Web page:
Author: Allen B. Downey Publisher: O'Reilly Pages: 142 ISBN: 9781449314637 Audience: Intermediate Python programmers Rating: 3 Reviewer: Michael Driscoll
This books cover provides the subtitle "Exploring Complexity Science with Python". Is this a good combination?
Think Complexity is written for someone in an intermediate college level class. It has examples of Python code and talks about algorithms a lot. Personally, I think it would be probably be suitable as a 300 level class or higher just because of all the math and science related stuff.
The author goes all over the places and references Wikipedia often. Chapter 1 is about Complexity Science, which seems to lean towards the idea of “question everything” and “ask questions” without really caring about the answers. It is briefly defined as: an interdisciplinary field (at thne intersection of mathematics, computer science, and natural science) that focuses on discrete models of physical systems. In particular, it focuses on complex systems which are systems with many interacting components. Downey also considers it be a "New Kind of Science" as in Stephen Wolfram's 2002 book on cellular automata.
Chapter 2 is about graphs, but not graphing. Instead, the author is referring to a “system that contains discrete, interconnected elements”, such as a map. Chapter 3 is about the analysis of algorithms and has some interesting ministudies about search algorithms and hash tables.
Chapter 4 is all about Small World Graphs and contains lots of references to scientists like Watts, Strogatz and Dijkstra. Chapter 5 deals with ScaleFree Networks and various types of distributions thereof.
Chapter 6 introduces the concepts of Cellular Automata and the various classes that Stephen Wolfram came up with for categorizing their behavior. This topic is continued in Chapter 7 with the Game of Life idea.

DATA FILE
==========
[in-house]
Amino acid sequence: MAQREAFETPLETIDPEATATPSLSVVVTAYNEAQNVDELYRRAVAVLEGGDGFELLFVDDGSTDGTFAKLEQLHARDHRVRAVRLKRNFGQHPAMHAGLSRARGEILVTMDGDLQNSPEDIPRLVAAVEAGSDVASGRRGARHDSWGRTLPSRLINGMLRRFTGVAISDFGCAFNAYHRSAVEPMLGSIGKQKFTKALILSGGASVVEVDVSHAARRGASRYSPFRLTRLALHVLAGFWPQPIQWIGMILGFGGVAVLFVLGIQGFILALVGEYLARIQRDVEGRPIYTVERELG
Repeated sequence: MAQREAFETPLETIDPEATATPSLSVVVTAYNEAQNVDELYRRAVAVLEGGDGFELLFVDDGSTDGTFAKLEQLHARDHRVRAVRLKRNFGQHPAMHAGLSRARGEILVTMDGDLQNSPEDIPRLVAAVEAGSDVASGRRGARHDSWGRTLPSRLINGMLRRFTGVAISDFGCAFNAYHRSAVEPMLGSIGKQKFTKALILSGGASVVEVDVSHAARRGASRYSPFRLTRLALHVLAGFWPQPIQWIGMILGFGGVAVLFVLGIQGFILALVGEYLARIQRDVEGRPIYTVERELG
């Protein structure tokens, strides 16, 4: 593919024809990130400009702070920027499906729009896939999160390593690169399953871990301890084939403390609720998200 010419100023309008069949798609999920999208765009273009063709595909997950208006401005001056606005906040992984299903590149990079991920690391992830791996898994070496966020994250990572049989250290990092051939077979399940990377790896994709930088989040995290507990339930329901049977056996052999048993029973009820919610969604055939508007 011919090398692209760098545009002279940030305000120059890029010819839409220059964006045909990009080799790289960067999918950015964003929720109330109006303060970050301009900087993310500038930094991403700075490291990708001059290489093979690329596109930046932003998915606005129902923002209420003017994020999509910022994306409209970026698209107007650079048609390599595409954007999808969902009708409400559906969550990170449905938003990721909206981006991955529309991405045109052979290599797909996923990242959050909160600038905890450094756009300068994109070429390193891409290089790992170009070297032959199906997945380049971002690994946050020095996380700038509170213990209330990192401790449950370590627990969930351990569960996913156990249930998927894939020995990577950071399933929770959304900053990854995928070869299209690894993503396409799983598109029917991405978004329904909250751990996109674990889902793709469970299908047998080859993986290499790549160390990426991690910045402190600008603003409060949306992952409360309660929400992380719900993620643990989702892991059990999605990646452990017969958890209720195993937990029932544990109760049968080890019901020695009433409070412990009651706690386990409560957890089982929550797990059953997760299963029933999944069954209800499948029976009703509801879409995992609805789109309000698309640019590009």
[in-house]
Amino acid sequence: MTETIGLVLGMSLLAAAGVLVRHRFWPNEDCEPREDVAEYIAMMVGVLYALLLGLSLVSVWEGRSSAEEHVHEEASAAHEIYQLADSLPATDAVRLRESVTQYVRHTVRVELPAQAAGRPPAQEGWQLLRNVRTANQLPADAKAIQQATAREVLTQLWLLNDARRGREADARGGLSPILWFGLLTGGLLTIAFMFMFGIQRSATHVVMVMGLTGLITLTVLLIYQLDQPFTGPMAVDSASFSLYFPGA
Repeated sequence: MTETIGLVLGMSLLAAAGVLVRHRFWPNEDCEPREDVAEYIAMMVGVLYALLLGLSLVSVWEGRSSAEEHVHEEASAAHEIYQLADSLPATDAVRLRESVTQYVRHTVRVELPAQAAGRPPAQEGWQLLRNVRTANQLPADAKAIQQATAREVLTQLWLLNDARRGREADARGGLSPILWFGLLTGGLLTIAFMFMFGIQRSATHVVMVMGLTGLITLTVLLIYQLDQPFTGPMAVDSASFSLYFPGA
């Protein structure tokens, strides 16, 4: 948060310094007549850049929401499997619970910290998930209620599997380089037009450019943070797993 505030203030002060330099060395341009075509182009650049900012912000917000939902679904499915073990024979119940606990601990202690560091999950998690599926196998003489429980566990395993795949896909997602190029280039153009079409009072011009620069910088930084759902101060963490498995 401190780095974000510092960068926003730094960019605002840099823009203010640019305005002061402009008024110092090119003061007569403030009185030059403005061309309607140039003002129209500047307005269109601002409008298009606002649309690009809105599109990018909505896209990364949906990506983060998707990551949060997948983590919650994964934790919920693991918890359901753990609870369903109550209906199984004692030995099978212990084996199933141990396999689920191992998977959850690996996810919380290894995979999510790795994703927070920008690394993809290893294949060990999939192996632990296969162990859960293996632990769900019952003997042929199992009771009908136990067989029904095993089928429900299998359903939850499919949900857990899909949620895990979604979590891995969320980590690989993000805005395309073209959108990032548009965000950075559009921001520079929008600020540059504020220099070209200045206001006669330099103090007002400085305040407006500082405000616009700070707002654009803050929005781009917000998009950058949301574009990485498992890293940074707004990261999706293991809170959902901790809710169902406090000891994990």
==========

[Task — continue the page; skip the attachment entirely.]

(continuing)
As you can see, the chapters vary wildly in content both from chapter to chapter and within the chapters themselves. They are also very short as most clock in at around 10 pages. Chapters 810 talk about such heady topics as Fractals, Fourier transforms, and AgentBased Models. The last four chapters are case studies.
There isn’t a lot of code in this book. It’s mostly an ideas book to make the reader think. Some of the code examples are interesting though. For example, the author teaches the reader how to construct an abstract class in Python very clearly and how to design it so that it cannot be instantiated but must be subclassed and overridden instead. The author also has a couple of examples where he uses SciPy or NumPy to illustrate some of his ideas.
If you’re looking for a rather random book on science with a smattering of Python code (or you just want to learn a little bit about Complexity Science), then this book might be for you. On the other hand, if you’re hoping to learn about Python in the scientific world, then you’re not going to learn much from this work.
Further Reading
Cellular Automata  The How and Why
A New Kind of Science Is Ten
Sams Teach Yourself Python in 24 Hours
Author: Katie Cunningham Publisher: Sams Pages: 320 ISBN: 9780672336871 Audience: Motivated beginners prepared to work hard Rating: 4 Reviewer: Alex Armstrong
Teach Yourself Python, what the whole of Python, in 24 hours? It sounds like a difficult challenge.

A Tour of C++
Author: Bjarne Stroustrup Publisher: AddisonWesley Pages:192 ISBN: 9780321958310
Print: B00HK35ECE Kindle: B00F8CWGOS
Audience: Intermediate C++ Programmers Rating: 5 Reviewer: Mike James
If you are looking for a leisurely tour of C++, something to ease you into its way of thinki [ ... ]
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